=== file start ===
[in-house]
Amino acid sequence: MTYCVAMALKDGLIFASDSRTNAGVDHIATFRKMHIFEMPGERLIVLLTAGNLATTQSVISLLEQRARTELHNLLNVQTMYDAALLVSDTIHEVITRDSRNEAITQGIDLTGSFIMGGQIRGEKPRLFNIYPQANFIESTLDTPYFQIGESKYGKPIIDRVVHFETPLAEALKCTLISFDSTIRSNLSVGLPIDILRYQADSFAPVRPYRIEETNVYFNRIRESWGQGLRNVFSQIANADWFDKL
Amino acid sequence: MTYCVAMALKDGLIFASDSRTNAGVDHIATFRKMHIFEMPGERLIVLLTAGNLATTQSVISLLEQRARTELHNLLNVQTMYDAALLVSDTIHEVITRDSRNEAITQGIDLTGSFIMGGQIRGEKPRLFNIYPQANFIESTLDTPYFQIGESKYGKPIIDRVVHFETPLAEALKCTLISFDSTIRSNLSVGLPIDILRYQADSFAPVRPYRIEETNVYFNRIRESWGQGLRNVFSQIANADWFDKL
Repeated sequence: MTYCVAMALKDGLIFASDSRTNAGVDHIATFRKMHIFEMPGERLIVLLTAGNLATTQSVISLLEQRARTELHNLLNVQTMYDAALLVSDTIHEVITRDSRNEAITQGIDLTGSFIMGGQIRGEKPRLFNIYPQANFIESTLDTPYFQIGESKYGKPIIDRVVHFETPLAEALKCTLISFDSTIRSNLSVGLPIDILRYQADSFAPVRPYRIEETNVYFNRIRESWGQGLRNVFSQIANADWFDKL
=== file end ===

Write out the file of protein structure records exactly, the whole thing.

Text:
[in-house]
Amino acid sequence: MTYCVAMALKDGLIFASDSRTNAGVDHIATFRKMHIFEMPGERLIVLLTAGNLATTQSVISLLEQRARTELHNLLNVQTMYDAALLVSDTIHEVITRDSRNEAITQGIDLTGSFIMGGQIRGEKPRLFNIYPQANFIESTLDTPYFQIGESKYGKPIIDRVVHFETPLAEALKCTLISFDSTIRSNLSVGLPIDILRYQADSFAPVRPYRIEETNVYFNRIRESWGQGLRNVFSQIANADWFDKL
Amino acid sequence: MTYCVAMALKDGLIFASDSRTNAGVDHIATFRKMHIFEMPGERLIVLLTAGNLATTQSVISLLEQRARTELHNLLNVQTMYDAALLVSDTIHEVITRDSRNEAITQGIDLTGSFIMGGQIRGEKPRLFNIYPQANFIESTLDTPYFQIGESKYGKPIIDRVVHFETPLAEALKCTLISFDSTIRSNLSVGLPIDILRYQADSFAPVRPYRIEETNVYFNRIRESWGQGLRNVFSQIANADWFDKL
Repeated sequence: MTYCVAMALKDGLIFASDSRTNAGVDHIATFRKMHIFEMPGERLIVLLTAGNLATTQSVISLLEQRARTELHNLLNVQTMYDAALLVSDTIHEVITRDSRNEAITQGIDLTGSFIMGGQIRGEKPRLFNIYPQANFIESTLDTPYFQIGESKYGKPIIDRVVHFETPLAEALKCTLISFDSTIRSNLSVGLPIDILRYQADSFAPVRPYRIEETNVYFNRIRESWGQGLRNVFSQIANADWFDKL